Aldi UK CEO Giles Hurley has warned suppliers they could face the axe if they don’t get on board with the discounter’s packaging commitments.
In a frank letter, Hurley has told suppliers that Aldi’s pledge – that packaging will be 100% recyclable, reusable or compostable across own label by 2022 and across all products by 2025 – is “non-negotiable”. Future buying decisions “will be based on our supply partners’ ability to lead and adapt in this area”.
The letter, seen by The Grocer, reveals that this year Aldi plans to join the ranks of supermarkets trialling “reuse and refill” schemes, whereby customers fill reusable containers from dispensers.
The discounter will also trial the removal of single-use bags altogether in some UK stores and roll out reusable produce bags, launched in 250 branches last year, across all 870. The price of ‘flexi-loop’ bags for life will be increased and the extra revenue invested in new packaging reduction initiatives.
Hurley highlighted the 2,700 tonnes of plastic and 3,700 tonnes of unrecyclable material that had already been saved since Aldi’s 2018 pledge, with examples of measures taken by suppliers.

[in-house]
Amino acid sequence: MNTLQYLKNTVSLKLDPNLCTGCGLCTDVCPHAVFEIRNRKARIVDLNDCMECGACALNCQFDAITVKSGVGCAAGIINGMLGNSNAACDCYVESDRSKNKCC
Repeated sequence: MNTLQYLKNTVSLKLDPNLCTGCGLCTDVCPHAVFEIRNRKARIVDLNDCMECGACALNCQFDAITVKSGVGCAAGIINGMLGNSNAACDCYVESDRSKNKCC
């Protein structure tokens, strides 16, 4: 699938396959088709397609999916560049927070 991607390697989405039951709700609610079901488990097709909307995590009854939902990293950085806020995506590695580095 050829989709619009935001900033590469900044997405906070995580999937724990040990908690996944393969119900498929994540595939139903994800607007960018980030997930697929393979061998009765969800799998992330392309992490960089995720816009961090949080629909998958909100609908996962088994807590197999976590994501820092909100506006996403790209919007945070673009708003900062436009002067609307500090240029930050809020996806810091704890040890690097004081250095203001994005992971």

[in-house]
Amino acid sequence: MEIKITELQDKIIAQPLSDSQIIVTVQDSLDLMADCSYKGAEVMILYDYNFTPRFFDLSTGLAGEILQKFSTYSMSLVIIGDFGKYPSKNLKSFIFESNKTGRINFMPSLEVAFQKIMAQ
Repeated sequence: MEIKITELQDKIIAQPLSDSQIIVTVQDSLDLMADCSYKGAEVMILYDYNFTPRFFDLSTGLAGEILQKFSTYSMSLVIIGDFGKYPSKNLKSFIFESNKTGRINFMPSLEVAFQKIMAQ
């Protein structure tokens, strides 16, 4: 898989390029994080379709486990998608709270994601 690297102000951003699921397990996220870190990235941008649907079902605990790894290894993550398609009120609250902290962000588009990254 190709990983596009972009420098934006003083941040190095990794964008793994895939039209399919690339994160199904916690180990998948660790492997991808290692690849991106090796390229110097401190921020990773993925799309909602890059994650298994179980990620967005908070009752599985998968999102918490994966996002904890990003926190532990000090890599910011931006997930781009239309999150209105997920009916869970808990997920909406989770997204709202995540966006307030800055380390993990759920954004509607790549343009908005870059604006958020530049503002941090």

But “much more is needed” according to the letter.
“Following receipt of this letter, your Aldi buying director will contact you directly to discuss what tangible actions you will take,” the letter said. “I request that you speak openly with your buying contact to actively explore all opportunities to develop more innovative packaging solutions and deliver on our packaging commitments.”
The letter said steps so far, such as cardboard packaging for tuna multipacks, were a “great start” but: “We want to work with you to trial alternative materials, innovate new packaging solutions and crucially be open-minded to all options.
“I look forward to seeing the progress that we can achieve together, in this business-critical area,” Hurley concludes.
Hurley is not the first UK supermarket chief to call on suppliers to work harder on packaging. In an open letter last October, Asda CEO Roger Burnley urged suppliers to “take a step into the unknown” and come forward with new ideas to help the supermarket meet its commitments. A conference was staged at its headquarters in Leeds for talks about what can be done.
Last May, Tesco warned it would ban all packaging unsuitable for recycling as from this year and in August CEO Dave Lewis said products using “excess packaging” could be delisted in category resets.
By removing single-use packaging altogether in its refill trial, Aldi will be joining Waitrose, which has four ‘Unpacked’ stores, M&S, which launched a refill aisle in Hedge End in December, and Asda, which plans to sell branded and own label products in banks of dispensers in Leeds from May.